Safe Effective Quality Occupational Health Service (SEQOHS) accreditation is the formal recognition that an occupational health service provider has demonstrated it has the competence to deliver against the measures in the SEQOHS standards.
Dame Carol Black’s review of the health of Britain’s working-age population, Working for a Healthier Tomorrow published in March 2008, advocated clear standards of practice and formal accreditation of all providers who support people of working age. The Government’s response to the review, improving health and work: changing lives, endorsed that recommendation.
In response to this, a broad stakeholder group led by the Faculty of Occupational Medicine developed standards and accreditation for Occupational Health Services. The standards were launched as SEQOHS in January 2010 and the accreditation scheme was launched in December 2010.
SEQOHS or Safe Effective Quality Occupational Health Service is a set of standards and a process of voluntary accreditation that aims to help raise the overall standard of care provided by occupational health services, thus helping to make a meaningful difference to the health of people of working age.
Formerly known as Link-up, The Railway Industry Supplier Qualification Scheme (RISQS) is the supplier pre-qualification service used by buyers of all products and services throughout the UK rail industry, including Network Rail and London Underground. This provides the industry with ownership and governance of its supplier qualification arrangements.
RISQS supports Network Rail and Transport for London (TFL) in managing their supply chain risk. The RISQS scheme is industry-owned, governed, and sponsored by a committee of representatives from across the rail industry.
Certification is provided for under Article 42 UK GDPR. It offers a way for organisations to demonstrate compliance with data protection rules by meeting the standards set out in the certification scheme. To obtain the certification controllers and processors must make binding and enforceable commitments to the certification bodies. The UK GDPR states that certification is a means to demonstrate appropriate technical and organisational measures, compliance with provisions on data protection by design and default as well as a means to support international transfers of personal data. Scheme criteria can be developed by organisations with expertise in a particular area or it can be more general.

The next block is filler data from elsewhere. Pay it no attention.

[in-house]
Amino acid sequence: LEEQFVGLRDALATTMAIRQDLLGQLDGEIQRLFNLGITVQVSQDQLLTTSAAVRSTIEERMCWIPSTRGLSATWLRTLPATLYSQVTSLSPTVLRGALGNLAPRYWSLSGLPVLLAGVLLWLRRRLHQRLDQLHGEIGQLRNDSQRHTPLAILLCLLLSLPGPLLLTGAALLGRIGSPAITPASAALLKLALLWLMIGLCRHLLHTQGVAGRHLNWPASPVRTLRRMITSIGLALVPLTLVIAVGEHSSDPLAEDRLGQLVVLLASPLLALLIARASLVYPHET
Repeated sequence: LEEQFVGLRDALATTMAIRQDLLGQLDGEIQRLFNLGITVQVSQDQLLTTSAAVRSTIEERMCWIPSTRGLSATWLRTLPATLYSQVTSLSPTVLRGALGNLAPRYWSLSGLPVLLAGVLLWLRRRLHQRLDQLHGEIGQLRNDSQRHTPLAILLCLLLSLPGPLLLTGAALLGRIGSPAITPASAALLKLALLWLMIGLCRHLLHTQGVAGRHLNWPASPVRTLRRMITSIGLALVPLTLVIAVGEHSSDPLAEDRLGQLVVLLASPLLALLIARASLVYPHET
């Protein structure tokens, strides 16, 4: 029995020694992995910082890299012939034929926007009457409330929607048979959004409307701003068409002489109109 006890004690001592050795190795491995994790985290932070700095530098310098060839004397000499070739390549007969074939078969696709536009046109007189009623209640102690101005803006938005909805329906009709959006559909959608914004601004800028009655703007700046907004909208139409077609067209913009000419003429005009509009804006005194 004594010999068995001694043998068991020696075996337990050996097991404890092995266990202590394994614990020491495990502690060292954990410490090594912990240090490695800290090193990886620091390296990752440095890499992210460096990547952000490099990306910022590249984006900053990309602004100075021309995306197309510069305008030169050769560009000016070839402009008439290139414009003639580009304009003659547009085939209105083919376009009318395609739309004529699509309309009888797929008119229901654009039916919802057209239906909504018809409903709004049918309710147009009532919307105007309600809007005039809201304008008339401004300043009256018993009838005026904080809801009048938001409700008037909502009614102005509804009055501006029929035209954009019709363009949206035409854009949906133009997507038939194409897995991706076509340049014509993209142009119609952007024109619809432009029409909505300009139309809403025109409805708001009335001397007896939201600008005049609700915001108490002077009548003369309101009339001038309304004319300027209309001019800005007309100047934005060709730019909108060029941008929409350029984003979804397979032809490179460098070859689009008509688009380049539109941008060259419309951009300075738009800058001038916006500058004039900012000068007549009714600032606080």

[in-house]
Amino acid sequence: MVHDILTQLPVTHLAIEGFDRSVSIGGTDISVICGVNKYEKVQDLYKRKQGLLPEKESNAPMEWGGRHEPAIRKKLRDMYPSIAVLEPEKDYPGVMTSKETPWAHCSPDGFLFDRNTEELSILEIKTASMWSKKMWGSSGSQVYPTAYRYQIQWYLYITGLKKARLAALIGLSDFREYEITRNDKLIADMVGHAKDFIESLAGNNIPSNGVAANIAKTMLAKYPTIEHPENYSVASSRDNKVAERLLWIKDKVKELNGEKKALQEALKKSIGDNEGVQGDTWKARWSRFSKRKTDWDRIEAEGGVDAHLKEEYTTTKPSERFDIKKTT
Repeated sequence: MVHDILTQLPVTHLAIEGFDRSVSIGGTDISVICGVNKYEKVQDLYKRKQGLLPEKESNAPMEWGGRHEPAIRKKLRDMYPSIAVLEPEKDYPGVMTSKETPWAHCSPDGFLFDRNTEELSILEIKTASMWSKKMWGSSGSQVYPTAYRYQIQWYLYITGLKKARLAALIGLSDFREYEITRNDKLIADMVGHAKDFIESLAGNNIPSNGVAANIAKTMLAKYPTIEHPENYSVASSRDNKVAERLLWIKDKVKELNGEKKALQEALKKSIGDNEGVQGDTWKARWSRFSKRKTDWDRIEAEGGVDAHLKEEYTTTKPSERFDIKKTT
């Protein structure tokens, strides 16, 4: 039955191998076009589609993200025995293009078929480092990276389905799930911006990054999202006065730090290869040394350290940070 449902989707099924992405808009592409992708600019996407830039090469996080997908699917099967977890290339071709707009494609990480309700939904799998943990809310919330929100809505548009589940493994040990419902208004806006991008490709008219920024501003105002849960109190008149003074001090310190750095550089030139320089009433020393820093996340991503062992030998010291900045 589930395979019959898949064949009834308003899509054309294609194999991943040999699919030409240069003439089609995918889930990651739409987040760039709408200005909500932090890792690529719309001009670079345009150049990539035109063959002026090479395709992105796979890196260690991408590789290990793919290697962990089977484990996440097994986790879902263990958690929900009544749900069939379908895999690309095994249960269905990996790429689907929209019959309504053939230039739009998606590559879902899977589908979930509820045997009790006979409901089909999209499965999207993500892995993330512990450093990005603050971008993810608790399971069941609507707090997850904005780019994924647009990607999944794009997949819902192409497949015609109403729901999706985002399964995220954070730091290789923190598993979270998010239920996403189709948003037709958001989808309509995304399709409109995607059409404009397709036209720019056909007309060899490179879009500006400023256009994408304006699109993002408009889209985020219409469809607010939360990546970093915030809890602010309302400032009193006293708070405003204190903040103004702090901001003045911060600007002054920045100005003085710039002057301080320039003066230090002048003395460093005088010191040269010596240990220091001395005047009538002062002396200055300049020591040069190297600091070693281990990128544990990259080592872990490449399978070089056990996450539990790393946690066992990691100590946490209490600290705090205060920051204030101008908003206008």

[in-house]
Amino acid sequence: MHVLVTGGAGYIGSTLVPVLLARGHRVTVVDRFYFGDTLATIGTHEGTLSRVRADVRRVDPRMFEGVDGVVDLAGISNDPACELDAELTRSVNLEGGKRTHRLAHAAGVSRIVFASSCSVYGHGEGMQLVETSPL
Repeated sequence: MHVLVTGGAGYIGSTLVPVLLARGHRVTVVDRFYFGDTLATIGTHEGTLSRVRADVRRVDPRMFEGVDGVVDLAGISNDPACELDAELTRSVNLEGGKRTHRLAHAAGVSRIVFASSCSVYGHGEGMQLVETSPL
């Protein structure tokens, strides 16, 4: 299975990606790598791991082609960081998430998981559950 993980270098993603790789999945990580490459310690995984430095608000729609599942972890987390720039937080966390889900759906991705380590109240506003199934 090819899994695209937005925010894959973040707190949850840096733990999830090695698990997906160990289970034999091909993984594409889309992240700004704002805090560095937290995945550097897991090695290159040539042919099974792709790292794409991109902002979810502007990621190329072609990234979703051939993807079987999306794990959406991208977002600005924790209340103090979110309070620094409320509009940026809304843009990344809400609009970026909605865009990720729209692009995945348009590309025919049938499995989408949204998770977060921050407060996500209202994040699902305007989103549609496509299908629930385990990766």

Data controllers can choose to build a requirement for certification schemes into their vendor specification to ensure their data processors or sub-processors are being measured against ICO-approved criteria.
Certification bodies will keep a publicly available directory of organisations that achieved certification and will publish a summary of the certification criteria, the evaluation methods and the results of tests conducted. Certification is valid for a maximum of three years subject to regular reviews. If the criteria of the certification scheme are no longer met, the certification can be withdrawn